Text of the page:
A Commentary on the Psalms (Vol 3)

August 2, 2016 | Comments Off on A Commentary on the Psalms (Vol 3)

A Commentary on The Psalms, Volume 3 (90-150) by Allen P. Ross

A Commentary on The Psalms, Volume 3 (90-150) by Allen P. Ross

As a teacher, trainer, and leader, I love having an excellent library at my fingertips—that way I can write or prep at midnight. Over the years, I’ve been able to build just such a library. Recently I was delighted to add a new commentary: A Commentary on the Psalms: 90-150 (Kregel Exegetical Library) by Allen P. Ross (Kregel Academic, 2016).

Like all of the commentaries in this series, this book is rather academic. It’s designed for pastors, teachers, and serious students of the Bible. Hopefully that includes small group pastors and leaders. But it is probably a little dense for your average group member.

I like the layout of the book, which includes a very readable font size and margins. I also like the organization of the book, which includes five major sections for each Psalm:

INTRODUCTION:

Text and Textual Variants:

This section offers a translation of the Psalm. I could not find any discussion of the translation, but assume it is the translation done by the author. The translations don’t match any of the typical versions I’m familiar with. Textual variants are offered in the footnotes of the translation. I like having them readily available up front, and then out of the way in the heart of the commentary.

Composition and Context:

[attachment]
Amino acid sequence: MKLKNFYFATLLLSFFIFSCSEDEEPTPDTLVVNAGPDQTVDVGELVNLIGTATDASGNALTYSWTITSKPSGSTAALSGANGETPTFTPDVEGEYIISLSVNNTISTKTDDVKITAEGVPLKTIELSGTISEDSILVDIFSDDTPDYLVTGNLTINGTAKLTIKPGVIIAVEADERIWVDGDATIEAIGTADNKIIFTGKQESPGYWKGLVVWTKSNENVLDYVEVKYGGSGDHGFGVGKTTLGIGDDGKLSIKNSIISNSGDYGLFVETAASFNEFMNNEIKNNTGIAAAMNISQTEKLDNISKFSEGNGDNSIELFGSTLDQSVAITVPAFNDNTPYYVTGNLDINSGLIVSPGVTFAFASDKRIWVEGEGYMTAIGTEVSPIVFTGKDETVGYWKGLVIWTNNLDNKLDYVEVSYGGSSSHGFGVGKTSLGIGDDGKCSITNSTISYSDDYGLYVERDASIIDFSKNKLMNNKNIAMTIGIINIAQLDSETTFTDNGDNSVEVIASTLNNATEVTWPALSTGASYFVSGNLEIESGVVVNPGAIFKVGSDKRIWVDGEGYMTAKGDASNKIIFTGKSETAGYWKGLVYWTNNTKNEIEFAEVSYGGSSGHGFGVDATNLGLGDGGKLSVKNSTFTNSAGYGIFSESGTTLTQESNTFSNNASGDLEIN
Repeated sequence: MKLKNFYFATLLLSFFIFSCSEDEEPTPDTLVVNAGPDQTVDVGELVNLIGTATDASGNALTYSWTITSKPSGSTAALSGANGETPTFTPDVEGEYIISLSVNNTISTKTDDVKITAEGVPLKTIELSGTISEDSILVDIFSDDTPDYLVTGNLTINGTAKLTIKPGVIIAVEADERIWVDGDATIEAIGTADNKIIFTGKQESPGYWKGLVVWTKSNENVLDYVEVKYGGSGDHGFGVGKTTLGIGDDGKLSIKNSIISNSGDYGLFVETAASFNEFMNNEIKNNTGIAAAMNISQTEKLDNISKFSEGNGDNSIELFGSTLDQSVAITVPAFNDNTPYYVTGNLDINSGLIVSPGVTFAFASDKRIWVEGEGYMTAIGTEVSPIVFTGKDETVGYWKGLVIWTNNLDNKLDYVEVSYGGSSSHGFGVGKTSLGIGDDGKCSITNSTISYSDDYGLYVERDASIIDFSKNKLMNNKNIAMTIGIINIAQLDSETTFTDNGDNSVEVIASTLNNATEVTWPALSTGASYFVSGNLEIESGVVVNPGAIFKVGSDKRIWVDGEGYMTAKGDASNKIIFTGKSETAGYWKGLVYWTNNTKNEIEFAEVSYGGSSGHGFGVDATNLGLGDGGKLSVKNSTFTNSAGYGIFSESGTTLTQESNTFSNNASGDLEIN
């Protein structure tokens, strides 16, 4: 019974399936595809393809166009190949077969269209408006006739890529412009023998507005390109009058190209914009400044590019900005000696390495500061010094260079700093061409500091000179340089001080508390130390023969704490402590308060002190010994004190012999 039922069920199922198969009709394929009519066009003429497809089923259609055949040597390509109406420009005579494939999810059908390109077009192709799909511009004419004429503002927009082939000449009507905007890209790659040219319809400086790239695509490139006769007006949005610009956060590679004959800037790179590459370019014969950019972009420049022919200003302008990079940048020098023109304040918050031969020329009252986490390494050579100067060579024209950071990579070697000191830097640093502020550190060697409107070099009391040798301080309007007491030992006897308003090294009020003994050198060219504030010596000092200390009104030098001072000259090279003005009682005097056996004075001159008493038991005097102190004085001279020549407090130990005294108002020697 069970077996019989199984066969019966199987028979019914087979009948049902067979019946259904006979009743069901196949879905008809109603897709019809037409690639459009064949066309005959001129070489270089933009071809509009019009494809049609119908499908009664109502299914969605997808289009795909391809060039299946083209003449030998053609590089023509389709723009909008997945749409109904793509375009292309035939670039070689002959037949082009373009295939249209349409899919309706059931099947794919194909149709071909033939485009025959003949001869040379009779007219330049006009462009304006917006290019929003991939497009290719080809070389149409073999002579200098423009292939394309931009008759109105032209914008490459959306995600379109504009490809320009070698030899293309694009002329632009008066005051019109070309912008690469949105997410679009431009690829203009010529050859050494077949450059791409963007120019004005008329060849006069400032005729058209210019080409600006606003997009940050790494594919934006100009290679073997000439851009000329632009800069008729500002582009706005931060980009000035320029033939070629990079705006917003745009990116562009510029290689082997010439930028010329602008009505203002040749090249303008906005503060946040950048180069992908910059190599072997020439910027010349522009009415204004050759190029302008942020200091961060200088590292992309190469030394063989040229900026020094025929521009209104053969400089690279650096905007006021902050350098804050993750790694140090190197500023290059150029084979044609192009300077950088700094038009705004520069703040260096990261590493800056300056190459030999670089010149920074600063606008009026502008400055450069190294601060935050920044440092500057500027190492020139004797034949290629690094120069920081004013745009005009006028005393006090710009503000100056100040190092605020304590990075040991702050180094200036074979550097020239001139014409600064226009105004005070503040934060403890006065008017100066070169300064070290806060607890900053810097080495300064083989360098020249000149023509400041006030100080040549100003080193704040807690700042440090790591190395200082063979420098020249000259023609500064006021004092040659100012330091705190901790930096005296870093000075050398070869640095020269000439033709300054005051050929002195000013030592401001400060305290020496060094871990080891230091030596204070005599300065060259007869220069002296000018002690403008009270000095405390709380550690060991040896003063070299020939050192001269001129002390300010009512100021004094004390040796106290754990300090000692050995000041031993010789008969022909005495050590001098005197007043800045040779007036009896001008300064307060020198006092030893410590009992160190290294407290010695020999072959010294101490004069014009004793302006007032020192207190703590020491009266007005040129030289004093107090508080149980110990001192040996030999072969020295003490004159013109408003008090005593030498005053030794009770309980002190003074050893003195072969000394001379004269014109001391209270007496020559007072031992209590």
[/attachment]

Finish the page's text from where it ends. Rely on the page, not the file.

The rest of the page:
This is the usual author, date, context, and background found in all commentaries. Ross generally discusses the varying opinions on dating here, and sometimes gives his opinion. But he does offer the opposing views. For the Psalms, this is usually a discussion of whether the Psalm is pre- or post-exilic.

Exegetical Analysis:

Here he offers a brief summary and outline. It’s brief and to the point.

COMMENTARY IN EXPOSITORY FORM

This is the heart of each section, with a quite academic discussion of each verse or syncope. He covers the pertinent points without belaboring them as some commentators do. My only criticism of the book is in this section (and it is common to all books in the series). He uses the Hebrew words without transliteration. My Hebrew is rusty enough that I would love to see the transliteration, and perhaps the transliterated root. The same is true when he provides the Greek from the Septuagint – no transliterations.

MESSAGE AND APPLICATION:

This section is usually less than a page, but suggests the key principal in the Psalm and how we might apply it. This section will be useful to leaders.

Overall, I like this series, and A Commentary on the Psalms: 90-150 (Kregel Exegetical Library) is no exception. If you are studying Psalms 90-150, this book will be a good addition to your library.

 

 

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